Reissuing non-responses is a widespread practise in surveys, to maintain high response rates and reduce the risk of non-response bias. However, reissuing is costly. This paper assesses the impact of reissuing on survey estimates using data from two sweeps of the Scottish Household Survey (SHS), 2014 and 2016.
The analysis explores how the published results of the survey would differ if reissuing had not been used. As reissues have increased the response rate by around 10-11 percentage points in the SHS, the analysis examines the potential impact on estimates of reducing the response rate target by this amount.
The impact of reducing response rates on a range of key measures is estimated by comparing the published estimates from the weighted full survey sample (after reissuing) with estimates from first issue interviews only, weighted as if they were the final achieved sample. The analysis examines the impact both at the national level and among key sub-groups. The scale of the impact on each estimate is reported in terms of the impact in absolute terms and also standardised to control for the effect of different base sizes and prevalence levels.
Differences between first issue sample and those who respond at reissue (before weighting)
Reissues are more common in urban areas than rural areas and in the most deprived 15% of areas than the rest of Scotland. Compared to the first issue sample, the reissue sample was younger and contained more men. Single adult households were also more prevalent in the reissue sample than the first issue sample.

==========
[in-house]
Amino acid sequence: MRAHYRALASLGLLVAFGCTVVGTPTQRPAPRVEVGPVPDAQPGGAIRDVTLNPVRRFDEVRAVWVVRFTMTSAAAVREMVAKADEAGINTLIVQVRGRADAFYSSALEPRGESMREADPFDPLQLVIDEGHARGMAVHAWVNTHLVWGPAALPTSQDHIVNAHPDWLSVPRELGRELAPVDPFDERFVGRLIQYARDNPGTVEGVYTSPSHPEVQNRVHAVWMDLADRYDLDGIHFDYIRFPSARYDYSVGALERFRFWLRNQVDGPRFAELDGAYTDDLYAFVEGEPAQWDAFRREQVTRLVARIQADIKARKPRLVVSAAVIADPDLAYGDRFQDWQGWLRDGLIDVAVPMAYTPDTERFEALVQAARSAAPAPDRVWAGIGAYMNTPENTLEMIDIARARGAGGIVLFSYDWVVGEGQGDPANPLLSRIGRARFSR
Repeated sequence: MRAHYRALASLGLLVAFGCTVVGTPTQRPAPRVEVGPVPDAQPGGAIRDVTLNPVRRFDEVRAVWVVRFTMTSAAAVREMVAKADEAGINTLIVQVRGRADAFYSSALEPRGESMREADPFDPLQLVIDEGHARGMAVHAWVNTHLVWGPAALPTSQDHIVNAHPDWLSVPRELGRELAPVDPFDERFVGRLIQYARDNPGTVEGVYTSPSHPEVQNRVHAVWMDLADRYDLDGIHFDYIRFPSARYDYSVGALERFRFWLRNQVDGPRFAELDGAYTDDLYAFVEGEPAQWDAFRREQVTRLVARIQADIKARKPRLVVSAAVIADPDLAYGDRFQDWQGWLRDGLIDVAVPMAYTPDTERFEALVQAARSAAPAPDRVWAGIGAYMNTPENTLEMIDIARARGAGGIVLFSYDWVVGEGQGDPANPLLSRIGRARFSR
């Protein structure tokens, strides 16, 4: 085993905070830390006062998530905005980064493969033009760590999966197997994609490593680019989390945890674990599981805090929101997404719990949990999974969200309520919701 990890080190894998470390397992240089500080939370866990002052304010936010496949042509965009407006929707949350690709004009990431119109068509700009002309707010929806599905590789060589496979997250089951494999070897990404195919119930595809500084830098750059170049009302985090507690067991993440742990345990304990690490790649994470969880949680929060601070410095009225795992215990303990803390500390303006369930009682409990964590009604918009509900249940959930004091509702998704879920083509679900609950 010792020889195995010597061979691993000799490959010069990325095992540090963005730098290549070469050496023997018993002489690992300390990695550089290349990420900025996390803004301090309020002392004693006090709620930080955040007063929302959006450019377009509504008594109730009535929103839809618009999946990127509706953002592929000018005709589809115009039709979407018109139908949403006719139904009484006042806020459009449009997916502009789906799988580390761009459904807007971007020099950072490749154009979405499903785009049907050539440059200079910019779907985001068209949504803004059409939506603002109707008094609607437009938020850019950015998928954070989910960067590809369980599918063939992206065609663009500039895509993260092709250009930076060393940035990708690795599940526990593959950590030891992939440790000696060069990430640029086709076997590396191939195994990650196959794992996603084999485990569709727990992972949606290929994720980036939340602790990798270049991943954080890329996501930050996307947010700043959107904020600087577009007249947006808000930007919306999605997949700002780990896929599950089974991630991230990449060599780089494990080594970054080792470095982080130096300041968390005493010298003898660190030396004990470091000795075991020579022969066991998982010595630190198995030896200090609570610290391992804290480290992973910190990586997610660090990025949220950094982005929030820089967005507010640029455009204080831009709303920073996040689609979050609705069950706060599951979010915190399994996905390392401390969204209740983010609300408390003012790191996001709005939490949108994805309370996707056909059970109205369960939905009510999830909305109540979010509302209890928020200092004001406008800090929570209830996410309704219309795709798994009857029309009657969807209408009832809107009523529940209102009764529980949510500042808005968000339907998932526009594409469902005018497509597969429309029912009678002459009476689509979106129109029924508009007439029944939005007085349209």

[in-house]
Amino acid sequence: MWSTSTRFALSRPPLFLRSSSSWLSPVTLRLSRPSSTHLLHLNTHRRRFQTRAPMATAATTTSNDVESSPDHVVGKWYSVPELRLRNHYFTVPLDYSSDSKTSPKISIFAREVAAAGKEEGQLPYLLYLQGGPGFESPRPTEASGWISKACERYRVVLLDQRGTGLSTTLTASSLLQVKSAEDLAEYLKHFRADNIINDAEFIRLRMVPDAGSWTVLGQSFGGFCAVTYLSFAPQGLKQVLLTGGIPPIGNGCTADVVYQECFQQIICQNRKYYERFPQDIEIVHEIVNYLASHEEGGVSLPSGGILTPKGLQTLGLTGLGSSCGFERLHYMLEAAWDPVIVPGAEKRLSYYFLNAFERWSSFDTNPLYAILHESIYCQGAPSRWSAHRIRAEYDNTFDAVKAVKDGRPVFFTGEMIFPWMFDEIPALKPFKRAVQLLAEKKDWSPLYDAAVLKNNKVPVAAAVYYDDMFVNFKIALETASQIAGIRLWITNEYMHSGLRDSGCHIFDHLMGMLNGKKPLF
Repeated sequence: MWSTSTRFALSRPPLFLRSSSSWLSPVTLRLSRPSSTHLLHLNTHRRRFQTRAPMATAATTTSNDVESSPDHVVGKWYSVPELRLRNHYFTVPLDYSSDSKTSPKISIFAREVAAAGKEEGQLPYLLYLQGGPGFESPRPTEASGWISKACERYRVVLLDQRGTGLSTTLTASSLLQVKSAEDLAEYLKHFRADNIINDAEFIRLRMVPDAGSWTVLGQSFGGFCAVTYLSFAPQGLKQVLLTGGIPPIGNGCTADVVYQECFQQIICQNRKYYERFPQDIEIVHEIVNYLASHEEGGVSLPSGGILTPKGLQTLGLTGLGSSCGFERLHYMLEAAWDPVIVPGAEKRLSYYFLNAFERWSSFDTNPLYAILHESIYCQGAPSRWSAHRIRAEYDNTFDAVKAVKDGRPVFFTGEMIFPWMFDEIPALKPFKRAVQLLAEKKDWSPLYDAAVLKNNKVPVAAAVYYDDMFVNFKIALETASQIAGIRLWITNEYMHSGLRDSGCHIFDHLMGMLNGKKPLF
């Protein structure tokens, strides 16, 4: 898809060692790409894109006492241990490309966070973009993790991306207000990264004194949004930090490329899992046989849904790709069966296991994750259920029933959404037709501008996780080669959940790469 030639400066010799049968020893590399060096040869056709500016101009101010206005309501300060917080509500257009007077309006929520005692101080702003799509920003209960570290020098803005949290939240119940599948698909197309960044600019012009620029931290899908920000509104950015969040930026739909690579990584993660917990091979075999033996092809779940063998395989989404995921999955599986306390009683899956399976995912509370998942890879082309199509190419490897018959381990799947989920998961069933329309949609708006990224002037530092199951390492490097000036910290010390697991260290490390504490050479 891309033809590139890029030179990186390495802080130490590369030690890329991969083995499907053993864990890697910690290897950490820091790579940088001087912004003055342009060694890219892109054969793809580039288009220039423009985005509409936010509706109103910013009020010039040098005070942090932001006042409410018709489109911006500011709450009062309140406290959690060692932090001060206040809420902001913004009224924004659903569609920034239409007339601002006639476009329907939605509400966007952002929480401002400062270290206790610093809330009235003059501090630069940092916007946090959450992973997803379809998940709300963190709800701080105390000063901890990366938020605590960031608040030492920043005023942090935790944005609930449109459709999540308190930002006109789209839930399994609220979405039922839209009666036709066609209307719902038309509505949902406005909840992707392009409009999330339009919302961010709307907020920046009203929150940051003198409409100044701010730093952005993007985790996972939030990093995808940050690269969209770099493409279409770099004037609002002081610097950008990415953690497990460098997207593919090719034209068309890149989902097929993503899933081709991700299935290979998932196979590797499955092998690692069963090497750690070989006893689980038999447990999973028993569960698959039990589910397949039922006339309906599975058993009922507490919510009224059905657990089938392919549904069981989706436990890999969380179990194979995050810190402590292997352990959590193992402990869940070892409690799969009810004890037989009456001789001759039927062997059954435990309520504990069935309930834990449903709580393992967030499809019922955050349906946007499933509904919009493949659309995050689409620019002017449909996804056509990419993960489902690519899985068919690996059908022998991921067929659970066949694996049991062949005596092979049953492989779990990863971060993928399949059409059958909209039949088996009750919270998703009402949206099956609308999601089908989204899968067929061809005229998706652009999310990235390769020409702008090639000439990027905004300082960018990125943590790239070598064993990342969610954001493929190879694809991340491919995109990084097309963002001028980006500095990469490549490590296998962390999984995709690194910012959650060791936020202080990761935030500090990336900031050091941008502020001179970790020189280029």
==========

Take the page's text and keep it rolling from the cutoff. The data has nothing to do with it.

The potential impact of these differences on the final weighted estimates is reduced by the fact that a number of these variables are included in the weighting strategy.
Twelve measures, covering a range of areas were analysed across both waves. The impact of reissuing on eleven key estimates at sub-group-level was also examined, looking specifically at gender, age, rurality, deprivation, tenure, area and household type. Across two sweeps this gave 704 estimates.
1. Overall, the impact of reissuing to increase the response rate on national estimates was small.
Most estimates saw a change that was less than one standard error of the published estimates. The average impact was equivalent to 0.72 standard errors and the maximum found was equivalent to 2.1 standard errors.
2. The absolute impact of reissuing on sub-group estimates was larger than for national estimates. However, this was because these estimates themselves are less precise as they are based on smaller sample sizes.
In terms of the standardised difference, the average change was equivalent to half of the standard error associated with the main estimates. For most estimates, the impact was less than one standard error. For only 20 out of 704 sub-group estimates the impact was greater than 1.5 standard error.
There did appear to be some particular sub-groups - particularly single adult households and households in the Central Region - that were more affected by reissuing than others. However, this was driven, at least in part, by these groups containing a higher proportion of reissue interviews than other sub-groups.
General reissuing is not having have a meaningful impact on the survey estimates. This is in line with previous research in finding that increasing response rates through reissuing has only a small impact on the survey estimates.